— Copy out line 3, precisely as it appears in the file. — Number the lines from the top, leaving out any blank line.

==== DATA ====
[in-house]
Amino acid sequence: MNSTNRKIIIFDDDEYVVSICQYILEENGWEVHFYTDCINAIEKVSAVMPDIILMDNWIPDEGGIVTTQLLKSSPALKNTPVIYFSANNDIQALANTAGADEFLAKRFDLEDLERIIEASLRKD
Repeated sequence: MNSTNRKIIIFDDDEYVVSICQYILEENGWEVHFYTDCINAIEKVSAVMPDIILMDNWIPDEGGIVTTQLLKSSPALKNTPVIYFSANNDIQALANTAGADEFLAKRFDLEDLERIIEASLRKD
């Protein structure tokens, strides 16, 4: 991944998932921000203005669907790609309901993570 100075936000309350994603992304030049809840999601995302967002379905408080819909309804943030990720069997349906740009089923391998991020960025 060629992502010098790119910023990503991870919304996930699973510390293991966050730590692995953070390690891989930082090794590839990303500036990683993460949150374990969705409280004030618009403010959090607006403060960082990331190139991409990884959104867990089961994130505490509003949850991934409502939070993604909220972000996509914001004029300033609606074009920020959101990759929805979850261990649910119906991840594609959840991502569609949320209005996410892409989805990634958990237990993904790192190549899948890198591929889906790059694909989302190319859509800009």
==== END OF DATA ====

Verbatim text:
Repeated sequence: MNSTNRKIIIFDDDEYVVSICQYILEENGWEVHFYTDCINAIEKVSAVMPDIILMDNWIPDEGGIVTTQLLKSSPALKNTPVIYFSANNDIQALANTAGADEFLAKRFDLEDLERIIEASLRKD